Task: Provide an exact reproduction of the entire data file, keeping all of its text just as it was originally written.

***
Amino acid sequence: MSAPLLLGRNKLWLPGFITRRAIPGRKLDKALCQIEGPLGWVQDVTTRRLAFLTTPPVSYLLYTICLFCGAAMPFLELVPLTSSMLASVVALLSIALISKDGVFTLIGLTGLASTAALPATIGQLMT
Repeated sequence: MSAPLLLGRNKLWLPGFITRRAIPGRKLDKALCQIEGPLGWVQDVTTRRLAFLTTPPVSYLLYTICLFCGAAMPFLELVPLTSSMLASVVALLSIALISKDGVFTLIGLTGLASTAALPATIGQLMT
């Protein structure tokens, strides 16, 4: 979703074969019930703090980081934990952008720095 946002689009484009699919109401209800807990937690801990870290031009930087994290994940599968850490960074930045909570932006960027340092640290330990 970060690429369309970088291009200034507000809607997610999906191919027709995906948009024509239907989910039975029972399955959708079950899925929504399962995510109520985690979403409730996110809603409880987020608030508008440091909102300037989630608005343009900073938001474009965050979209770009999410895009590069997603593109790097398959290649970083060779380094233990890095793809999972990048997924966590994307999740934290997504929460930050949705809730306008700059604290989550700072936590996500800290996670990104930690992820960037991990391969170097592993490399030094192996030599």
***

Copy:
Amino acid sequence: MSAPLLLGRNKLWLPGFITRRAIPGRKLDKALCQIEGPLGWVQDVTTRRLAFLTTPPVSYLLYTICLFCGAAMPFLELVPLTSSMLASVVALLSIALISKDGVFTLIGLTGLASTAALPATIGQLMT
Repeated sequence: MSAPLLLGRNKLWLPGFITRRAIPGRKLDKALCQIEGPLGWVQDVTTRRLAFLTTPPVSYLLYTICLFCGAAMPFLELVPLTSSMLASVVALLSIALISKDGVFTLIGLTGLASTAALPATIGQLMT
């Protein structure tokens, strides 16, 4: 979703074969019930703090980081934990952008720095 946002689009484009699919109401209800807990937690801990870290031009930087994290994940599968850490960074930045909570932006960027340092640290330990 970060690429369309970088291009200034507000809607997610999906191919027709995906948009024509239907989910039975029972399955959708079950899925929504399962995510109520985690979403409730996110809603409880987020608030508008440091909102300037989630608005343009900073938001474009965050979209770009999410895009590069997603593109790097398959290649970083060779380094233990890095793809999972990048997924966590994307999740934290997504929460930050949705809730306008700059604290989550700072936590996500800290996670990104930690992820960037991990391969170097592993490399030094192996030599």